I ask all new patients do they have a support network, such as family members, friends, co-workers, and neighbors they can talk to. I press further: do they have any they can actually confide with. Sometimes with the men-folk (who are less apt than women to have a close same-sex friend) “Do you have someone you could call in the night when in trouble?” That answer is often ‘no”. Often I hear patients aren’t so depressed and they are lonely; if they had a few friends their depression would be so much better. They don’t need Prozac, they need a pal. They nearly always agree with this hypothesis but are quick to ask ‘so how do I do make such a friend?” Good question. Even before covid19 we were dealing with a ‘friend problem’. There is a lot of data that supports friends do us and society a lot of good. Unfortunately, many modern matters impede us to keep old friends, and worse, make new ones. Covid19 makes this challenge even more ponderous than it already is, worse luck. Fortunately for us, making friends isn’t impossible nor does it require special skills. It is like an old hobby you haven’t done in a long while; after you pick it back up and practice, it gets easier.

With that said, it ain’t easy, especially with the covid19 factor.

First of all you have to talk to people. The first conversation is felt by many to be the hardest. We fear saying hello to our prodromal friends A.K.A strangers due to two fears: there is the fear of being seen as a threat and the fear of being rejected. Most of us have been trained not to talk to strangers and see them as objects of suspicion. Studies show this is not true: strangers like being talked to. When asked after a chat “did you like that stranger saying hi and talking to you?” the answer is nearly 100% yes. People are generally glad at being addressed.

We often misinterpret a nonresponse or a hesitation to our greetings/openers as rejection, when in fact most of the time the recipient is merely momentarily confused, not knowing what to do, so they keep mum. When interacting with a prodromal friend, ask something about them, using a concrete opener the future friend will hear unambiguously. “Oh what a great hat/shoes/dog/purse you’ve got there. I’ve been searching for something like it. Where did you get it? At a gathering, you talk about the game/the music. A party always has the host as a common denominator: “So how do you know so-and-so?” These types of opening lines are clear and deemed safe. If someone truly doesn’t want to talk to you, they will give a short nondescript reply and then you move on.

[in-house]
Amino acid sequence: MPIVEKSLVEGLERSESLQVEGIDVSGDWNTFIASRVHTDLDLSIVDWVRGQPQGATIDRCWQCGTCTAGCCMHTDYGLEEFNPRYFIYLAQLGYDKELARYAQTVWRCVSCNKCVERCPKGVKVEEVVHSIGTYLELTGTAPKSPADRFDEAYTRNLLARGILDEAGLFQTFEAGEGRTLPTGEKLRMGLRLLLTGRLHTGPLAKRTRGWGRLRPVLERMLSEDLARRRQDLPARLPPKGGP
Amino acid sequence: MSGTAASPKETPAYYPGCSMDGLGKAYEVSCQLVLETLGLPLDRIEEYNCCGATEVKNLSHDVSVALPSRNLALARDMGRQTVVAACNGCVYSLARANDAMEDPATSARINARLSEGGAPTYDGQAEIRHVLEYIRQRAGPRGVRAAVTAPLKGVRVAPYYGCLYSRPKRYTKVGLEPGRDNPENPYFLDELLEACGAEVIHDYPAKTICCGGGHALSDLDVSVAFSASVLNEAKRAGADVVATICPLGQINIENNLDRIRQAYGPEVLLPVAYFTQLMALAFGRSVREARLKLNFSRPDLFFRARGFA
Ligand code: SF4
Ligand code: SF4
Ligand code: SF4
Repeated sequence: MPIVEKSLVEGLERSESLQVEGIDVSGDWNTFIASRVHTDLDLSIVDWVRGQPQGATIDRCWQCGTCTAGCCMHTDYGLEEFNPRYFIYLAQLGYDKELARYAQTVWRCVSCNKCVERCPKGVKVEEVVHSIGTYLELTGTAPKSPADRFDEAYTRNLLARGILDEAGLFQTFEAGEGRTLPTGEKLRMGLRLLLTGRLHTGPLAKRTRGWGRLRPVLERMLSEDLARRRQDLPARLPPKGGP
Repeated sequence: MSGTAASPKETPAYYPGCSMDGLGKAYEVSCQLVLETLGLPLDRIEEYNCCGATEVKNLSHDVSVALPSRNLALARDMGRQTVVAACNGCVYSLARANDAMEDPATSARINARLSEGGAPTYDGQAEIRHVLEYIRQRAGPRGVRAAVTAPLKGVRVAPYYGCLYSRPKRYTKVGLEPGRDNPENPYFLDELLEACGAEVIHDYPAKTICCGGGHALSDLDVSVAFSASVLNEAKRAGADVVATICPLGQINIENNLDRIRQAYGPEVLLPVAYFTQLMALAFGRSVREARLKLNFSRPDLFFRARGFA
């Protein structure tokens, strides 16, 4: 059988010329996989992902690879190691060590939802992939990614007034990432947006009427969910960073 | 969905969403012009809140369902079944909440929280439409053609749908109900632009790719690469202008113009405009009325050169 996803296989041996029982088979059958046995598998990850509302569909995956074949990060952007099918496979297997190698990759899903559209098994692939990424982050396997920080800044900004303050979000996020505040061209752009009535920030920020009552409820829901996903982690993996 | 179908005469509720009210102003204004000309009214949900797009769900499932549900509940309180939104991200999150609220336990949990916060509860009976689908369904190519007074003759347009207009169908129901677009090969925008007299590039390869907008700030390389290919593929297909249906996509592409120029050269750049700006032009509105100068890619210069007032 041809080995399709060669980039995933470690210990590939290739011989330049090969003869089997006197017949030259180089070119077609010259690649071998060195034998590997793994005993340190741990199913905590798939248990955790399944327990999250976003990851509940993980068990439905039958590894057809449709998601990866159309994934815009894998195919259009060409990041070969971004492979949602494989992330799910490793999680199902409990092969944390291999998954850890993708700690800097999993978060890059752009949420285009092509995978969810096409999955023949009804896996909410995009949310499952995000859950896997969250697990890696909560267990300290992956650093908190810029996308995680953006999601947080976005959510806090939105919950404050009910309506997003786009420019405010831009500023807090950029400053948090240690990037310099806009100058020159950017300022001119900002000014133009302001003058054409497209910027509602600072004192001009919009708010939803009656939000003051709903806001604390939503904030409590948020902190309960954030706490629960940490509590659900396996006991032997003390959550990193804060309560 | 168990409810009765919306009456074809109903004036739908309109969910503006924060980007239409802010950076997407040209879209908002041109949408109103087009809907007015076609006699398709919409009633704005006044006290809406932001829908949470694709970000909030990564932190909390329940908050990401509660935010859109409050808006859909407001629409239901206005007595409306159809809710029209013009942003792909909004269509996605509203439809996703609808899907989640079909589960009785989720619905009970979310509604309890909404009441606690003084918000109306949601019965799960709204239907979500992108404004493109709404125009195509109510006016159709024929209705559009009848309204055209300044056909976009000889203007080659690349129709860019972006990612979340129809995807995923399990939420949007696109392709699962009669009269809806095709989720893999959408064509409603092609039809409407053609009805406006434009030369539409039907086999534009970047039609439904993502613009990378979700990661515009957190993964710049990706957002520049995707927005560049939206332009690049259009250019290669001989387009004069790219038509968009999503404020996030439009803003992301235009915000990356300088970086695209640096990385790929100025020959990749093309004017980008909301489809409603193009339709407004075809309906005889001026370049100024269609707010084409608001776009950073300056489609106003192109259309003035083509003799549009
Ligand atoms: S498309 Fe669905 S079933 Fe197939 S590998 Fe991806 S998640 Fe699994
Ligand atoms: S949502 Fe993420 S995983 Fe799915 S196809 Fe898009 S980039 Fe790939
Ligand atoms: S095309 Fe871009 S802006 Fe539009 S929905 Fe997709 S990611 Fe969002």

The first challenge of making friends is you have to be around people. These days this is no easy task. I often recommend going to activity-based get-togethers like church or a class (in-person types) or a walking group. What these have in common is you are going to something that holds your interest and the others there are similarly inclined. Even if you end up makin no friends, you haven’t wasted your time; you’ve done something enjoyable – and you were around people, which is beneficial in itself.

The second challenge to making friends is this takes time and effort. It is like learning to play an instrument; it needs regular practice. My nephew Posthumous Thomas told me about a friend he made last month by being on a swing next to another boy. The boy said to my nephew “Do you want to be my friend?” PT replied yes, and off they went. Were is that easy for us! I think I read it takes over a dozen or more interactions before adult acquaintances realize they’ve become friends.

The third challenge: friendships have to be regularly nurtured. This is not a passive endeavor; you will have to work at this. What I mean by work is being regularly in touch with friends via calls, texts, and better yet is actual get-togethers.

Here is another factor, not often talked about, but I think important. In many friendships there is a “Frog and Toad” dynamic. “Frog’ is the one in the relationship who is the instigator for getting together, while “Toad” is the friend who is passive at initiating reach-outs. I hear complaints from the “Frogs” that they are doing all the work: “I’m the one making all the effort!” they remonstrate, ‘I do all the calling and inviting Toad out!”. I point out whenever they do reach out, “Toad” is always glad to hear from them, and doesn’t say no. If “Toad” didn’t value the relationship, he would decline. Toad is glad to be with you, and when together the relationship is more balanced compared to who started it. For better or worse, some folks are ‘Frogs’ and some are ‘Toads’. Learn which one you are and be OK with it. Many a nice friendship is spoiled when Frog and Toad expect the other to be more like them.*

Don’t think I have mastered these matters. I must consciously strive to maintain my friends and work to to make new ones. It is easier to declare it all ‘too much’ and succumb to staying home staring at my iPhone.

Having a friend – or making a new one – can be a lot of work that often requires some courage but it is well worth it.

Are you more Frog or Toad?

*Someone and I are different types: I am a Frog and Someone is a Toad. In our network of acquaintances, he finds it irksome we are the ones ‘always doing the investigating’. I have less issue with this. I realized early if I waited, Toad-like, for friends to call, I would get very few invites to anything. Yes, it would be nice if others reciprocated more often than they do, but I know they don’t decline when we call them, nor to they disvalue our friendship.